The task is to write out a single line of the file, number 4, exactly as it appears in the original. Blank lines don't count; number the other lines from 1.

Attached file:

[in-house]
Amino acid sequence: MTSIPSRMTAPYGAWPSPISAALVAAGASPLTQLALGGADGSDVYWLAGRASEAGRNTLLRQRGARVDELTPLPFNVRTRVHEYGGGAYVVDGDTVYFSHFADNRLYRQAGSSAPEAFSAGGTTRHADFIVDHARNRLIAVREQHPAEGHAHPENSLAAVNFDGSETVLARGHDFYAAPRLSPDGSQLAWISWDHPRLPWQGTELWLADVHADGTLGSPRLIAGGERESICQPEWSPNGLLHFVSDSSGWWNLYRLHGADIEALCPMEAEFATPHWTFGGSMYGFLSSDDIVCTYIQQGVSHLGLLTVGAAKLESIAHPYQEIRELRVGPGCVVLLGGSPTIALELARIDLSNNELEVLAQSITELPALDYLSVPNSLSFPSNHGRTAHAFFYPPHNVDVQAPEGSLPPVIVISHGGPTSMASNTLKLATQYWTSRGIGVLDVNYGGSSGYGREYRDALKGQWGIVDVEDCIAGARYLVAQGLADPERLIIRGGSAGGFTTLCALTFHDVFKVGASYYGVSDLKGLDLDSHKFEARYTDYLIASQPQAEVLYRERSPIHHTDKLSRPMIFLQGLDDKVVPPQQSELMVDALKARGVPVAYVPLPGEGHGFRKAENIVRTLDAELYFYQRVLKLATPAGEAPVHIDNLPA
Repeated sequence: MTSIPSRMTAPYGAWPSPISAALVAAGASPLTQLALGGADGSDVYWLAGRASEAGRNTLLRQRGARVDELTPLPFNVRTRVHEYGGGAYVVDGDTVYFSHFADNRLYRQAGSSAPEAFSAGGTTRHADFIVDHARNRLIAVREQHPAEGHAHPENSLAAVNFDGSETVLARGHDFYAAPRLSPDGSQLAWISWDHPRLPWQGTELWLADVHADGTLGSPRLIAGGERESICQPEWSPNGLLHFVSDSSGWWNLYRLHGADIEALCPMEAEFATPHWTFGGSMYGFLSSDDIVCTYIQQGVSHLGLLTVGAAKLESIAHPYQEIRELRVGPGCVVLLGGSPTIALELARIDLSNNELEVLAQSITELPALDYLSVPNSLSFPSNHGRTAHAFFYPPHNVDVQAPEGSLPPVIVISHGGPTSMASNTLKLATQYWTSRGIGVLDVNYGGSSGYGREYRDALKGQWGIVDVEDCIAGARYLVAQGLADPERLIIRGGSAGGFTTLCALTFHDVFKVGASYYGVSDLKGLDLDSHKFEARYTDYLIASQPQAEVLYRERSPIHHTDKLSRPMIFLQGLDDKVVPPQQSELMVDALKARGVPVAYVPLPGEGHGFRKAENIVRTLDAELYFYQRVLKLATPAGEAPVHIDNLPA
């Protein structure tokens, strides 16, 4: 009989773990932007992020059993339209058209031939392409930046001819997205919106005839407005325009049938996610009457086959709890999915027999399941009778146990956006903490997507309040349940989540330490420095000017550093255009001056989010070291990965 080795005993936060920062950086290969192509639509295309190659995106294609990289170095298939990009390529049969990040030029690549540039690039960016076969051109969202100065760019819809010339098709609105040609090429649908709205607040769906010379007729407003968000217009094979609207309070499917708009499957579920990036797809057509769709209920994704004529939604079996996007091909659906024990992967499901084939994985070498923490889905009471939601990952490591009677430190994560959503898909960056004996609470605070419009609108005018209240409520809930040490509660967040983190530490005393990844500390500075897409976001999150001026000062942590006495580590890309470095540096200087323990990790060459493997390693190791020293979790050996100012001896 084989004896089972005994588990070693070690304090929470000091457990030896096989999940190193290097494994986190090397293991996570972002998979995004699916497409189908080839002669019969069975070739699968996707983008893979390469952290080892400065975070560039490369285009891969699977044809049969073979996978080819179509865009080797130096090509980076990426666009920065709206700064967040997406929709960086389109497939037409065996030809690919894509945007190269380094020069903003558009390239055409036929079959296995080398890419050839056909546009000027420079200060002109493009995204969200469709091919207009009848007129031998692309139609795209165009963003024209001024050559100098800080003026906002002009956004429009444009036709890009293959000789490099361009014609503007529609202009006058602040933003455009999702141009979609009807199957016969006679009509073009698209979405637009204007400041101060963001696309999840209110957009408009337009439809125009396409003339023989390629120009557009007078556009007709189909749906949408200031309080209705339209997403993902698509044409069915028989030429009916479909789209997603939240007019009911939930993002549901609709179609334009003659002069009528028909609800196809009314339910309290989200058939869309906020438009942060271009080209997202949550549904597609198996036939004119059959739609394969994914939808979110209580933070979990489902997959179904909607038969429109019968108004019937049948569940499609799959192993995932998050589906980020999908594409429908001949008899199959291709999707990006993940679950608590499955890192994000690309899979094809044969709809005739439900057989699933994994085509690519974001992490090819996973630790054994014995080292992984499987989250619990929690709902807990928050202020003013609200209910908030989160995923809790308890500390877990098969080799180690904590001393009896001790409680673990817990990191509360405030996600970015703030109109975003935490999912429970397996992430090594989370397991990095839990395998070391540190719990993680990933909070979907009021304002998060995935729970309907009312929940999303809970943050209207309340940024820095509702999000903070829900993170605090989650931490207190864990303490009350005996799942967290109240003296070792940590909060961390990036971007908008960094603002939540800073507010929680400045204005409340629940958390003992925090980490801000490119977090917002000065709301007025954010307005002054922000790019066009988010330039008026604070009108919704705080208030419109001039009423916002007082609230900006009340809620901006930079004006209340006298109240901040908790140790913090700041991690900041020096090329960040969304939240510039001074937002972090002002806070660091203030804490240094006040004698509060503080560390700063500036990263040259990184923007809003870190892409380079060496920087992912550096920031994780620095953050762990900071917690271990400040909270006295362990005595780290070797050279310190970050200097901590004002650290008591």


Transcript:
């Protein structure tokens, strides 16, 4: 009989773990932007992020059993339209058209031939392409930046001819997205919106005839407005325009049938996610009457086959709890999915027999399941009778146990956006903490997507309040349940989540330490420095000017550093255009001056989010070291990965 080795005993936060920062950086290969192509639509295309190659995106294609990289170095298939990009390529049969990040030029690549540039690039960016076969051109969202100065760019819809010339098709609105040609090429649908709205607040769906010379007729407003968000217009094979609207309070499917708009499957579920990036797809057509769709209920994704004529939604079996996007091909659906024990992967499901084939994985070498923490889905009471939601990952490591009677430190994560959503898909960056004996609470605070419009609108005018209240409520809930040490509660967040983190530490005393990844500390500075897409976001999150001026000062942590006495580590890309470095540096200087323990990790060459493997390693190791020293979790050996100012001896 084989004896089972005994588990070693070690304090929470000091457990030896096989999940190193290097494994986190090397293991996570972002998979995004699916497409189908080839002669019969069975070739699968996707983008893979390469952290080892400065975070560039490369285009891969699977044809049969073979996978080819179509865009080797130096090509980076990426666009920065709206700064967040997406929709960086389109497939037409065996030809690919894509945007190269380094020069903003558009390239055409036929079959296995080398890419050839056909546009000027420079200060002109493009995204969200469709091919207009009848007129031998692309139609795209165009963003024209001024050559100098800080003026906002002009956004429009444009036709890009293959000789490099361009014609503007529609202009006058602040933003455009999702141009979609009807199957016969006679009509073009698209979405637009204007400041101060963001696309999840209110957009408009337009439809125009396409003339023989390629120009557009007078556009007709189909749906949408200031309080209705339209997403993902698509044409069915028989030429009916479909789209997603939240007019009911939930993002549901609709179609334009003659002069009528028909609800196809009314339910309290989200058939869309906020438009942060271009080209997202949550549904597609198996036939004119059959739609394969994914939808979110209580933070979990489902997959179904909607038969429109019968108004019937049948569940499609799959192993995932998050589906980020999908594409429908001949008899199959291709999707990006993940679950608590499955890192994000690309899979094809044969709809005739439900057989699933994994085509690519974001992490090819996973630790054994014995080292992984499987989250619990929690709902807990928050202020003013609200209910908030989160995923809790308890500390877990098969080799180690904590001393009896001790409680673990817990990191509360405030996600970015703030109109975003935490999912429970397996992430090594989370397991990095839990395998070391540190719990993680990933909070979907009021304002998060995935729970309907009312929940999303809970943050209207309340940024820095509702999000903070829900993170605090989650931490207190864990303490009350005996799942967290109240003296070792940590909060961390990036971007908008960094603002939540800073507010929680400045204005409340629940958390003992925090980490801000490119977090917002000065709301007025954010307005002054922000790019066009988010330039008026604070009108919704705080208030419109001039009423916002007082609230900006009340809620901006930079004006209340006298109240901040908790140790913090700041991690900041020096090329960040969304939240510039001074937002972090002002806070660091203030804490240094006040004698509060503080560390700063500036990263040259990184923007809003870190892409380079060496920087992912550096920031994780620095953050762990900071917690271990400040909270006295362990005595780290070797050279310190970050200097901590004002650290008591």